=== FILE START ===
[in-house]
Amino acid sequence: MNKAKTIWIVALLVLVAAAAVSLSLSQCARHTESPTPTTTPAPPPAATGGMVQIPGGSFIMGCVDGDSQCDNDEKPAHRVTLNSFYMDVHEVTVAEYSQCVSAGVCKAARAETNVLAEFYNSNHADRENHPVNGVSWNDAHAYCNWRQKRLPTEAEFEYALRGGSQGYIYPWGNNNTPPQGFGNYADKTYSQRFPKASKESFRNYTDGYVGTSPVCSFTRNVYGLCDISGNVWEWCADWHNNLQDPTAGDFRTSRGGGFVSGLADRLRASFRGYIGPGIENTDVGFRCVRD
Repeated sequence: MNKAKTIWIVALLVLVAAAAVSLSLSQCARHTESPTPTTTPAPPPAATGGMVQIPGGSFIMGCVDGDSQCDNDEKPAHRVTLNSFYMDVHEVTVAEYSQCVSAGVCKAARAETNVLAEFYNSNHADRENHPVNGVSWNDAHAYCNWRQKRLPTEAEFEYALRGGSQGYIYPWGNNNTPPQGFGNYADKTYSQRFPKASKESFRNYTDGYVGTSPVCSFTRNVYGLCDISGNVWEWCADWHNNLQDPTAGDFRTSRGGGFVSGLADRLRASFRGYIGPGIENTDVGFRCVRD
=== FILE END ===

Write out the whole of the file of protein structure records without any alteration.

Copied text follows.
[in-house]
Amino acid sequence: MNKAKTIWIVALLVLVAAAAVSLSLSQCARHTESPTPTTTPAPPPAATGGMVQIPGGSFIMGCVDGDSQCDNDEKPAHRVTLNSFYMDVHEVTVAEYSQCVSAGVCKAARAETNVLAEFYNSNHADRENHPVNGVSWNDAHAYCNWRQKRLPTEAEFEYALRGGSQGYIYPWGNNNTPPQGFGNYADKTYSQRFPKASKESFRNYTDGYVGTSPVCSFTRNVYGLCDISGNVWEWCADWHNNLQDPTAGDFRTSRGGGFVSGLADRLRASFRGYIGPGIENTDVGFRCVRD
Repeated sequence: MNKAKTIWIVALLVLVAAAAVSLSLSQCARHTESPTPTTTPAPPPAATGGMVQIPGGSFIMGCVDGDSQCDNDEKPAHRVTLNSFYMDVHEVTVAEYSQCVSAGVCKAARAETNVLAEFYNSNHADRENHPVNGVSWNDAHAYCNWRQKRLPTEAEFEYALRGGSQGYIYPWGNNNTPPQGFGNYADKTYSQRFPKASKESFRNYTDGYVGTSPVCSFTRNVYGLCDISGNVWEWCADWHNNLQDPTAGDFRTSRGGGFVSGLADRLRASFRGYIGPGIENTDVGFRCVRD